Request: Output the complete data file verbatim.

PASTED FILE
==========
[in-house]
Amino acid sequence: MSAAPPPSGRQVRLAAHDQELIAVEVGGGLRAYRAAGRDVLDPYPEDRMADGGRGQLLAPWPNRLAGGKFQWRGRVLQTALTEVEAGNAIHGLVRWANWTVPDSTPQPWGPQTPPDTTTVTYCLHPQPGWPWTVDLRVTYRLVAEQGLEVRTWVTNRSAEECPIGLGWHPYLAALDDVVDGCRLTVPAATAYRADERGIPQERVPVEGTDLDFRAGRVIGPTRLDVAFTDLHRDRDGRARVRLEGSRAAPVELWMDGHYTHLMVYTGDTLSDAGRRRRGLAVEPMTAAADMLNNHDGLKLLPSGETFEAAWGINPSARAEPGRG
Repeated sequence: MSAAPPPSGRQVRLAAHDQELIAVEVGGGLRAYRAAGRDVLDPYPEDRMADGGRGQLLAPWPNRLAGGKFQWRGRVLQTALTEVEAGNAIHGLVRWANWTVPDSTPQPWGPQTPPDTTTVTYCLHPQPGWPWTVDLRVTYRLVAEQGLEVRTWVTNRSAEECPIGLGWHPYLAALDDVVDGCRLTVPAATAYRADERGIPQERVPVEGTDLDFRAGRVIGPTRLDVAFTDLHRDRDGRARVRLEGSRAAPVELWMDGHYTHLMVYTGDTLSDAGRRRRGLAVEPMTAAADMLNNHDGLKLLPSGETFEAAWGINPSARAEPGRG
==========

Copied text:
[in-house]
Amino acid sequence: MSAAPPPSGRQVRLAAHDQELIAVEVGGGLRAYRAAGRDVLDPYPEDRMADGGRGQLLAPWPNRLAGGKFQWRGRVLQTALTEVEAGNAIHGLVRWANWTVPDSTPQPWGPQTPPDTTTVTYCLHPQPGWPWTVDLRVTYRLVAEQGLEVRTWVTNRSAEECPIGLGWHPYLAALDDVVDGCRLTVPAATAYRADERGIPQERVPVEGTDLDFRAGRVIGPTRLDVAFTDLHRDRDGRARVRLEGSRAAPVELWMDGHYTHLMVYTGDTLSDAGRRRRGLAVEPMTAAADMLNNHDGLKLLPSGETFEAAWGINPSARAEPGRG
Repeated sequence: MSAAPPPSGRQVRLAAHDQELIAVEVGGGLRAYRAAGRDVLDPYPEDRMADGGRGQLLAPWPNRLAGGKFQWRGRVLQTALTEVEAGNAIHGLVRWANWTVPDSTPQPWGPQTPPDTTTVTYCLHPQPGWPWTVDLRVTYRLVAEQGLEVRTWVTNRSAEECPIGLGWHPYLAALDDVVDGCRLTVPAATAYRADERGIPQERVPVEGTDLDFRAGRVIGPTRLDVAFTDLHRDRDGRARVRLEGSRAAPVELWMDGHYTHLMVYTGDTLSDAGRRRRGLAVEPMTAAADMLNNHDGLKLLPSGETFEAAWGINPSARAEPGRG